Disney CEO Bob Iger says the company has bought a $1 billion stake in Major League Baseball’s streaming platform and will use it to launch a new ESPN-branded channel that will not siphon off signature programs or major sports from the cable-based ESPN services. “We view this as a complementary service.”
The quick cash of licensing shows to services like Netflix may not be worth it. It could further hasten the public’s move away from traditional TV and cable networks and toward video-streaming platforms.
The NPD group says get ready for an explosion in the connected TV device market. The big growth is being fueled by two factors: more streaming devices in the marketplace and consumers being more likely to use them.
Amazon is getting ready to unveil its TV streaming device next week. Journalists are invited to a press event in New York next Wednesday.
Harris Interactive conducted the poll of nearly 1,500 TV streamers (online U.S. adults who stream TV shows at least once a week) on behalf of Netflix and found that 61% among that group binge regularly — and feel good about it.
Comcast Corp. plans to start selling movies for download and streaming through the cable operator’s set-top boxes and its Xfinity TV website, according to people with knowledge of the plan. The effort will offer a new path for Hollywood studios to generate revenue from films after they leave theaters. For Comcast subscribers, it provides a way to purchase movies they can watch anytime on through a TV, computer or mobile devices.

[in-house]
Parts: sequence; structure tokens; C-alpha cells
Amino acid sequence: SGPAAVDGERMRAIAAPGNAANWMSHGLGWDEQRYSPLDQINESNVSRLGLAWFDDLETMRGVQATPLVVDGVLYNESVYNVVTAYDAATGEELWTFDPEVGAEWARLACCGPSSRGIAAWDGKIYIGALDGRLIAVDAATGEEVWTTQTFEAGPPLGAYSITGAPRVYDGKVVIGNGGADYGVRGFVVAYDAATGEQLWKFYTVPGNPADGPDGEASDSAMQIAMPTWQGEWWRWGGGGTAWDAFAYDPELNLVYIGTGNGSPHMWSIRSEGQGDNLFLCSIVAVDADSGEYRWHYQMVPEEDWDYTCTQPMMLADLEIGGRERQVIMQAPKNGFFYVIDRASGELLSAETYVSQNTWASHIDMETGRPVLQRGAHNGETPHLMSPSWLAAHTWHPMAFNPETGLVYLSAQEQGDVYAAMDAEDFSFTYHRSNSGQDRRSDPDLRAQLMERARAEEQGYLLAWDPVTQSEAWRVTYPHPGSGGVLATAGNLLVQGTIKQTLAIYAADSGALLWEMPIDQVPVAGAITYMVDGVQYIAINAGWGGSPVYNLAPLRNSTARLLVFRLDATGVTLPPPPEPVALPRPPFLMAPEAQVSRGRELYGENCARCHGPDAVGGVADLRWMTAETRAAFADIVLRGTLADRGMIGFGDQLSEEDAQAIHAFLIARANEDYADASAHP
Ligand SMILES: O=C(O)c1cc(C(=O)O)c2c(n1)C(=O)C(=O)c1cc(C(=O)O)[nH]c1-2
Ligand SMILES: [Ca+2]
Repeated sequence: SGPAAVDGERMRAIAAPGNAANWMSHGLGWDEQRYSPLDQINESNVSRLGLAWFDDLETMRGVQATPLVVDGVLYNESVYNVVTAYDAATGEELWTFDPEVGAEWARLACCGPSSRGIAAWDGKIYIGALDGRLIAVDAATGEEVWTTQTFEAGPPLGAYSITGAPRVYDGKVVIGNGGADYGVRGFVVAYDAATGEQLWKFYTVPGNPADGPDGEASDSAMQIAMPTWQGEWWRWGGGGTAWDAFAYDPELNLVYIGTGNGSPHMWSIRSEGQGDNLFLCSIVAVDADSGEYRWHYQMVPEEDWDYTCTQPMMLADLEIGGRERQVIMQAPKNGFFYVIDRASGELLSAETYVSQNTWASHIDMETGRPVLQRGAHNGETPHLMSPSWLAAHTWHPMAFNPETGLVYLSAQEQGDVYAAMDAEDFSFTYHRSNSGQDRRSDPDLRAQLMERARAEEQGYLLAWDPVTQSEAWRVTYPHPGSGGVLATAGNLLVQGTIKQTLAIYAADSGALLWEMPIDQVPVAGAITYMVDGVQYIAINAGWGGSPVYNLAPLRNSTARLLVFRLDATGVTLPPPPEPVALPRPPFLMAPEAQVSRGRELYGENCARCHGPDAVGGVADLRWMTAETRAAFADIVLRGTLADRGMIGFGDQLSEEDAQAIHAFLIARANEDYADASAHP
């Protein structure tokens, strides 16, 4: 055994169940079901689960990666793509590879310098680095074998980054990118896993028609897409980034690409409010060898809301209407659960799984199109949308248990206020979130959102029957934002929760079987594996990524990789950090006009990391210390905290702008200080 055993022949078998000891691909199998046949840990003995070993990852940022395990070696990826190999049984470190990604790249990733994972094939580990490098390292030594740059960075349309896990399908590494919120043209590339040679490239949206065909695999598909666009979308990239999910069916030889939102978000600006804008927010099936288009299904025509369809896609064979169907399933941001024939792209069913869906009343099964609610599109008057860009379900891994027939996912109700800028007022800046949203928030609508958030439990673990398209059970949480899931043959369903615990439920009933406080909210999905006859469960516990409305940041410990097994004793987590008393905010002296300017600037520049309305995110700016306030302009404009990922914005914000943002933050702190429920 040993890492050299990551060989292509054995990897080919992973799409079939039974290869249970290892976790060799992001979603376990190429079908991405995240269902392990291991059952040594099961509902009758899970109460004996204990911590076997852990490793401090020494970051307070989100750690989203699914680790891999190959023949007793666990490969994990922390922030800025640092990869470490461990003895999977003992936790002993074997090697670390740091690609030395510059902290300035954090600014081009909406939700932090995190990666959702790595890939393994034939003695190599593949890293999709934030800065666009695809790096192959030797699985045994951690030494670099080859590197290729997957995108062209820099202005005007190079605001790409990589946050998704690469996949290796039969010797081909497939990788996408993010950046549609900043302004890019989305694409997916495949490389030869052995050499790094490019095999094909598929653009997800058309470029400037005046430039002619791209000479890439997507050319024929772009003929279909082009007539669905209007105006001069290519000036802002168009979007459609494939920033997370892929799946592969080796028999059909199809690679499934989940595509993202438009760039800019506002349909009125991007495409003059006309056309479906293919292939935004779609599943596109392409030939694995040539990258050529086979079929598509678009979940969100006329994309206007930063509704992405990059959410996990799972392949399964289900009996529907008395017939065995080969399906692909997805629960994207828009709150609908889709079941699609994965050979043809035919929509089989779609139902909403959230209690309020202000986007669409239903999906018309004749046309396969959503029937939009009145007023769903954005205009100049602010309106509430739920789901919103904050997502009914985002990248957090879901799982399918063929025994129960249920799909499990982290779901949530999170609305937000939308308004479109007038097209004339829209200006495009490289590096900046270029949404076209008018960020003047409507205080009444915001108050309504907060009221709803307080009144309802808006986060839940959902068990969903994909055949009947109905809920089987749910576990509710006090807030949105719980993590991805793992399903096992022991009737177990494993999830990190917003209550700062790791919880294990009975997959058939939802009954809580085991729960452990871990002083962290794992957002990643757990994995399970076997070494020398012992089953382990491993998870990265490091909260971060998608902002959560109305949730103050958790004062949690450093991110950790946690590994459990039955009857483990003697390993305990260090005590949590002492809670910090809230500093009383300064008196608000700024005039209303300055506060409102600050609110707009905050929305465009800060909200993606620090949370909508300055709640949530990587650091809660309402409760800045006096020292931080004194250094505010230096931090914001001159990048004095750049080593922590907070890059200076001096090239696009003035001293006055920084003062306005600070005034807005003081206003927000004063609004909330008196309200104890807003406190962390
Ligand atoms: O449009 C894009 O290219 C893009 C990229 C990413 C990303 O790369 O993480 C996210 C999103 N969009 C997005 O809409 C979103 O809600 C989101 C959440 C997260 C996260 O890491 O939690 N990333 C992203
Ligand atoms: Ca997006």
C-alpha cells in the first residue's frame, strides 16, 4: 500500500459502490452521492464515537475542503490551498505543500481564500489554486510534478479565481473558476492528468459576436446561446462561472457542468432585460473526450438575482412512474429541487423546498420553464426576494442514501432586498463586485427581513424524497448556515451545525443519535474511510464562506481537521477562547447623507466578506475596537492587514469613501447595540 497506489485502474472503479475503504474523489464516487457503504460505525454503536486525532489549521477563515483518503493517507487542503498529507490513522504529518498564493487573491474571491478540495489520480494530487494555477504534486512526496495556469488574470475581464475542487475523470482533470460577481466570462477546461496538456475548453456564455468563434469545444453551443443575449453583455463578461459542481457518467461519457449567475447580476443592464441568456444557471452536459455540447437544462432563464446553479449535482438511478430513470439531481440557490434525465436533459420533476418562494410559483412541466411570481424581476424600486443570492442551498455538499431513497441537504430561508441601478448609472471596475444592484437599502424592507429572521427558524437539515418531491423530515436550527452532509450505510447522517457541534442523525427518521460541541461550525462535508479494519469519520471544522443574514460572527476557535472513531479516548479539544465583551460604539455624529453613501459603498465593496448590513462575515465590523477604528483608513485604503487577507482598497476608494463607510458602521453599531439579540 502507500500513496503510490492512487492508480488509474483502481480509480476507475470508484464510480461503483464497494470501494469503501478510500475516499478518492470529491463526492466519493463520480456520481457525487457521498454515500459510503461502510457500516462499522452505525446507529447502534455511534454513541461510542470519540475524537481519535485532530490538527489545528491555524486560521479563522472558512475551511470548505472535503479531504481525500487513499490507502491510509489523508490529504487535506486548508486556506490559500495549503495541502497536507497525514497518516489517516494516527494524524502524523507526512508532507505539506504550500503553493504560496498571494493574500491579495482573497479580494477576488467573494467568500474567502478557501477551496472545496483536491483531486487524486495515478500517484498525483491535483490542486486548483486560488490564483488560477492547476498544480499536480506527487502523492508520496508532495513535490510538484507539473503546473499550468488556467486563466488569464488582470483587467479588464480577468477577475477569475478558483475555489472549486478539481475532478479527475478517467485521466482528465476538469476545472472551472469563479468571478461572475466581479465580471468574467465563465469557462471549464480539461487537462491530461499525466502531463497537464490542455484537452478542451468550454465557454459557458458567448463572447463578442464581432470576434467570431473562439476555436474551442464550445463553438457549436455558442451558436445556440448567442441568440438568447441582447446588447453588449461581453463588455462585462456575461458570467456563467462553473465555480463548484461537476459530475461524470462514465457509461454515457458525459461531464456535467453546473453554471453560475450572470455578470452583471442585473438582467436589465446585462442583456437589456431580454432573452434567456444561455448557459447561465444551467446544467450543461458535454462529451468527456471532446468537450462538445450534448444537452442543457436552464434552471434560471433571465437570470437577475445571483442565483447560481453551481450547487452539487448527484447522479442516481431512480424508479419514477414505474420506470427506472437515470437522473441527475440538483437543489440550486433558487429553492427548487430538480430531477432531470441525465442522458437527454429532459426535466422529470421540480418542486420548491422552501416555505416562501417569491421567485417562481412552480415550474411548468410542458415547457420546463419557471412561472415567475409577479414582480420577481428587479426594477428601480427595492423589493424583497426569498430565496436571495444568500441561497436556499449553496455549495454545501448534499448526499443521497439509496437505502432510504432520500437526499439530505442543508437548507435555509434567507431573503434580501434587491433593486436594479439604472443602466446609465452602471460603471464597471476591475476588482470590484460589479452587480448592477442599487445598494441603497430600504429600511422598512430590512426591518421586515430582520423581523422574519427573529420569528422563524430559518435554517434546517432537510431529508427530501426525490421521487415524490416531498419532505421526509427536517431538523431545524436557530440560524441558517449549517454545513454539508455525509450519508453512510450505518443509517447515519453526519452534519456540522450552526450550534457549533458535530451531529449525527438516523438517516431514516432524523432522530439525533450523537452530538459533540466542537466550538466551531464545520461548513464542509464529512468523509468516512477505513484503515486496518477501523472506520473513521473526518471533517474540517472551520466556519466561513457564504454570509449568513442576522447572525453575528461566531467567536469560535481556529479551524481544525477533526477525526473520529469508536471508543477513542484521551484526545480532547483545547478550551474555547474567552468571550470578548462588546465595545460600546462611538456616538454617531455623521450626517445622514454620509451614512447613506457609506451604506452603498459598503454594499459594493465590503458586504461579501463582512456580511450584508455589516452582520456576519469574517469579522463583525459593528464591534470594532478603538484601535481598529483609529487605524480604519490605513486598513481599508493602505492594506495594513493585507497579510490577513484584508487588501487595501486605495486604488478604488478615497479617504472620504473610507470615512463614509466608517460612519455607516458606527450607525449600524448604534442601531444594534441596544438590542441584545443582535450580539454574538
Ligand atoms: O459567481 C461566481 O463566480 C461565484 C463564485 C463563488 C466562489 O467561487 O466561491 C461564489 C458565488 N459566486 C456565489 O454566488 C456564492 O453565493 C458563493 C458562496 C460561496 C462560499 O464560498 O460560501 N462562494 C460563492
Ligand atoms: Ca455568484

Aereo has been beset by a legal onslaught from broadcast networks. But even if it wins that fight, it still has to overcome more-pedestrian issues, like making sure it can pay for the electricity it needs, according to a report in The Wall Street Journal. While each of the company’s tiny antennas only use five to six watts of power, it quickly adds up. For example, if the company were to hit its goal of 350,000 subscribers in New York, it would need nearly 2 megawatts of power, which could cost about $2 million per year. WSJ subscribers can read the full story here.
The company says it “is not developing or pursuing a direct-to-consumer offering. Any discussion or speculation to the contrary is simply inaccurate.”
Discovery Communications is at work on an Internet streaming service that could charge cable subscribers a small fee to gain access to hours of documentaries and reality shows, executive chairman and founder John Hendricks said Tuesday.
Rather than fighting cord-cutting and unbundling and making a weak effort with TV Everywhere, the top brass should be looking at putting their full broadcast TV channels online — with no restrictions. Not only does the data show that huge audiences are streaming video online, the broadcast channels are missing a unique chance to use their live channels on the internet to take their business to the next level. Here are three game-changing benefits TV content producers and broadcasters could realize by finally putting live channels online: